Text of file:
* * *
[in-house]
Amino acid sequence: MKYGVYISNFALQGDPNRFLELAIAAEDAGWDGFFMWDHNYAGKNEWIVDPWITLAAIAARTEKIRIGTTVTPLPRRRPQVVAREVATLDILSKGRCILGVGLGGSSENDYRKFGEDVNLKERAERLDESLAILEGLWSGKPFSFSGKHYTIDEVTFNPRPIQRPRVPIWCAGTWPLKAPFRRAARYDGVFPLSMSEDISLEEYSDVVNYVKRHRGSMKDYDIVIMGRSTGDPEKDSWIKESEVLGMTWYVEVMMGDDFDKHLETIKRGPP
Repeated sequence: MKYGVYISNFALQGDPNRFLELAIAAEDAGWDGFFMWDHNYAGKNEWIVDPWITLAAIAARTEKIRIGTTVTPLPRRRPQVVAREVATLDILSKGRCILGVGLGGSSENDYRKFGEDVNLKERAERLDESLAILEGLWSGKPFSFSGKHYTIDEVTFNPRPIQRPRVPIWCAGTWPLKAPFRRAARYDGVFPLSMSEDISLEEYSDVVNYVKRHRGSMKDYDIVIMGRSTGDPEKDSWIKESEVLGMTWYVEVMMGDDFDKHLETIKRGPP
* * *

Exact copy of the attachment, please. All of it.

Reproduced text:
[in-house]
Amino acid sequence: MKYGVYISNFALQGDPNRFLELAIAAEDAGWDGFFMWDHNYAGKNEWIVDPWITLAAIAARTEKIRIGTTVTPLPRRRPQVVAREVATLDILSKGRCILGVGLGGSSENDYRKFGEDVNLKERAERLDESLAILEGLWSGKPFSFSGKHYTIDEVTFNPRPIQRPRVPIWCAGTWPLKAPFRRAARYDGVFPLSMSEDISLEEYSDVVNYVKRHRGSMKDYDIVIMGRSTGDPEKDSWIKESEVLGMTWYVEVMMGDDFDKHLETIKRGPP
Repeated sequence: MKYGVYISNFALQGDPNRFLELAIAAEDAGWDGFFMWDHNYAGKNEWIVDPWITLAAIAARTEKIRIGTTVTPLPRRRPQVVAREVATLDILSKGRCILGVGLGGSSENDYRKFGEDVNLKERAERLDESLAILEGLWSGKPFSFSGKHYTIDEVTFNPRPIQRPRVPIWCAGTWPLKAPFRRAARYDGVFPLSMSEDISLEEYSDVVNYVKRHRGSMKDYDIVIMGRSTGDPEKDSWIKESEVLGMTWYVEVMMGDDFDKHLETIKRGPP